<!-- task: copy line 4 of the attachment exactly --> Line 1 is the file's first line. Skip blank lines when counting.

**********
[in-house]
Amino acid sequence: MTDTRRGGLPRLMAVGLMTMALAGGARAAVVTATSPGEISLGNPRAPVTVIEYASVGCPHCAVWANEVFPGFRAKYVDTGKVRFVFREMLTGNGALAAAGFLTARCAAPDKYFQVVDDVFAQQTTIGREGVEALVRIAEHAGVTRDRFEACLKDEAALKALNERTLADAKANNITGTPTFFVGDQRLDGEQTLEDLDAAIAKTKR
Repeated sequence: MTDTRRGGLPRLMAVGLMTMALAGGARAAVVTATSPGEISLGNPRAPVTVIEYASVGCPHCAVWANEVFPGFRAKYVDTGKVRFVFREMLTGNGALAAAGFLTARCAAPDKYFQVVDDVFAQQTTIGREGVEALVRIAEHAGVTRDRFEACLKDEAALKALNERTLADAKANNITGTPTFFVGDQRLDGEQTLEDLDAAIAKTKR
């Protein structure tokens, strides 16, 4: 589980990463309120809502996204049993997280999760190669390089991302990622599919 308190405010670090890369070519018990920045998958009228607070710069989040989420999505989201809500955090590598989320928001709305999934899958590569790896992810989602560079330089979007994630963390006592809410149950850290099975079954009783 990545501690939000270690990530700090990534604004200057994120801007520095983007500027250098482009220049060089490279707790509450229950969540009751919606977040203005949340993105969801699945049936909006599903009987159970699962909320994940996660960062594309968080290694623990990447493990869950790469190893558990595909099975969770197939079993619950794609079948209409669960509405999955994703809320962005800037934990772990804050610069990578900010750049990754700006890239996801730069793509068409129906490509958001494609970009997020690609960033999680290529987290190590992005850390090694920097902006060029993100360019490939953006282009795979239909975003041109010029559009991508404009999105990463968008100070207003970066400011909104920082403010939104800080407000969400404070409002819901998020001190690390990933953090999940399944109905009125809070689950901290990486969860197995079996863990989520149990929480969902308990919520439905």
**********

């Protein structure tokens, strides 16, 4: 589980990463309120809502996204049993997280999760190669390089991302990622599919 308190405010670090890369070519018990920045998958009228607070710069989040989420999505989201809500955090590598989320928001709305999934899958590569790896992810989602560079330089979007994630963390006592809410149950850290099975079954009783 990545501690939000270690990530700090990534604004200057994120801007520095983007500027250098482009220049060089490279707790509450229950969540009751919606977040203005949340993105969801699945049936909006599903009987159970699962909320994940996660960062594309968080290694623990990447493990869950790469190893558990595909099975969770197939079993619950794609079948209409669960509405999955994703809320962005800037934990772990804050610069990578900010750049990754700006890239996801730069793509068409129906490509958001494609970009997020690609960033999680290529987290190590992005850390090694920097902006060029993100360019490939953006282009795979239909975003041109010029559009991508404009999105990463968008100070207003970066400011909104920082403010939104800080407000969400404070409002819901998020001190690390990933953090999940399944109905009125809070689950901290990486969860197995079996863990989520149990929480969902308990919520439905």